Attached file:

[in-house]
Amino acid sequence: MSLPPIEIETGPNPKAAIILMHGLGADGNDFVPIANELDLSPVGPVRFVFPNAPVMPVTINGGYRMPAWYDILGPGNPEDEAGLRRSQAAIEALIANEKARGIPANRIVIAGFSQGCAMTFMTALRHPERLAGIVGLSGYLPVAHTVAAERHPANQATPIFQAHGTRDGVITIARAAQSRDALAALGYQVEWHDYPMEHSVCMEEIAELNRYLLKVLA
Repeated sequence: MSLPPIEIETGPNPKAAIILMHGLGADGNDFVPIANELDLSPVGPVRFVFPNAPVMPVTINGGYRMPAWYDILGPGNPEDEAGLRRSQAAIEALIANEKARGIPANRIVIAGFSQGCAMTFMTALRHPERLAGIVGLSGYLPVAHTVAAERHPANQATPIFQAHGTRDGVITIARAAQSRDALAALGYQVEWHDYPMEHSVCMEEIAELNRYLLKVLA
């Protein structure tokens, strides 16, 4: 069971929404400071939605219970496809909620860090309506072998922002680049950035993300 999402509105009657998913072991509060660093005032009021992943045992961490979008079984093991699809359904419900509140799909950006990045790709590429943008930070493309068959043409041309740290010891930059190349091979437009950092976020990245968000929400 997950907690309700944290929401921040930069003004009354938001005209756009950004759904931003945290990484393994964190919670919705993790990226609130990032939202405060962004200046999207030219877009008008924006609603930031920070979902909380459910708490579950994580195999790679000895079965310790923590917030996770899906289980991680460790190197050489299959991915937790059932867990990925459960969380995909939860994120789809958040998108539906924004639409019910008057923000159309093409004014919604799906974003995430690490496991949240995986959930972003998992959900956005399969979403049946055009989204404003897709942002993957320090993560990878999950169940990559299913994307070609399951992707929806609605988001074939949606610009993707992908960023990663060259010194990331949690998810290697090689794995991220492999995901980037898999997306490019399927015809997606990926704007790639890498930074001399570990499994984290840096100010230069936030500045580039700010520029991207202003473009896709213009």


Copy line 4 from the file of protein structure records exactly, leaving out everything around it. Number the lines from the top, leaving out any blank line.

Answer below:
């Protein structure tokens, strides 16, 4: 069971929404400071939605219970496809909620860090309506072998922002680049950035993300 999402509105009657998913072991509060660093005032009021992943045992961490979008079984093991699809359904419900509140799909950006990045790709590429943008930070493309068959043409041309740290010891930059190349091979437009950092976020990245968000929400 997950907690309700944290929401921040930069003004009354938001005209756009950004759904931003945290990484393994964190919670919705993790990226609130990032939202405060962004200046999207030219877009008008924006609603930031920070979902909380459910708490579950994580195999790679000895079965310790923590917030996770899906289980991680460790190197050489299959991915937790059932867990990925459960969380995909939860994120789809958040998108539906924004639409019910008057923000159309093409004014919604799906974003995430690490496991949240995986959930972003998992959900956005399969979403049946055009989204404003897709942002993957320090993560990878999950169940990559299913994307070609399951992707929806609605988001074939949606610009993707992908960023990663060259010194990331949690998810290697090689794995991220492999995901980037898999997306490019399927015809997606990926704007790639890498930074001399570990499994984290840096100010230069936030500045580039700010520029991207202003473009896709213009």